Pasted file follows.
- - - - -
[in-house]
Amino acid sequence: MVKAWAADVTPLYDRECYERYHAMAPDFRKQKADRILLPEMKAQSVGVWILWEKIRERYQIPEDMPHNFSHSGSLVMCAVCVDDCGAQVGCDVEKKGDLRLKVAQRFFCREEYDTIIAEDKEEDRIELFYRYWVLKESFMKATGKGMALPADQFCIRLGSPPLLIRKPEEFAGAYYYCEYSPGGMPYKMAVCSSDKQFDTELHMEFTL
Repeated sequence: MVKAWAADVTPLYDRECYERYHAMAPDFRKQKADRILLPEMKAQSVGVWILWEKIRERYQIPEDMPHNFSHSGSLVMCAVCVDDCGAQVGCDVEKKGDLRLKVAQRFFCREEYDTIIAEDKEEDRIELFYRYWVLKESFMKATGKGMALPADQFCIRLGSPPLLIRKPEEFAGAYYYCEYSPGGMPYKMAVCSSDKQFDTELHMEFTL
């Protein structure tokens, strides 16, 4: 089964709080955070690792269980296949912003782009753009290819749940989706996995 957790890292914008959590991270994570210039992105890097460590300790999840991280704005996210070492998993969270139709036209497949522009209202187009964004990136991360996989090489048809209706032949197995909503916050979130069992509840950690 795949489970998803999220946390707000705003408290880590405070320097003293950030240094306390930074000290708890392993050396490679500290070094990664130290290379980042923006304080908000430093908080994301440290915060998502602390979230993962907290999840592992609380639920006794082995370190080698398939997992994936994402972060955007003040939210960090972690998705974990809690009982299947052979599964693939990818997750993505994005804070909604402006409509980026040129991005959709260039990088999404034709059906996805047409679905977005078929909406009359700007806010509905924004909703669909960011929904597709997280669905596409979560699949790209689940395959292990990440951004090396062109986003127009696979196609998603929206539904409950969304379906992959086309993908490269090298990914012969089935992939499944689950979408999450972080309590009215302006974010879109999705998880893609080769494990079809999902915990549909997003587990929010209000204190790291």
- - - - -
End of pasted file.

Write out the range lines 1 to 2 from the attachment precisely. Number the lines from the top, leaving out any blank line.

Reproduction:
[in-house]
Amino acid sequence: MVKAWAADVTPLYDRECYERYHAMAPDFRKQKADRILLPEMKAQSVGVWILWEKIRERYQIPEDMPHNFSHSGSLVMCAVCVDDCGAQVGCDVEKKGDLRLKVAQRFFCREEYDTIIAEDKEEDRIELFYRYWVLKESFMKATGKGMALPADQFCIRLGSPPLLIRKPEEFAGAYYYCEYSPGGMPYKMAVCSSDKQFDTELHMEFTL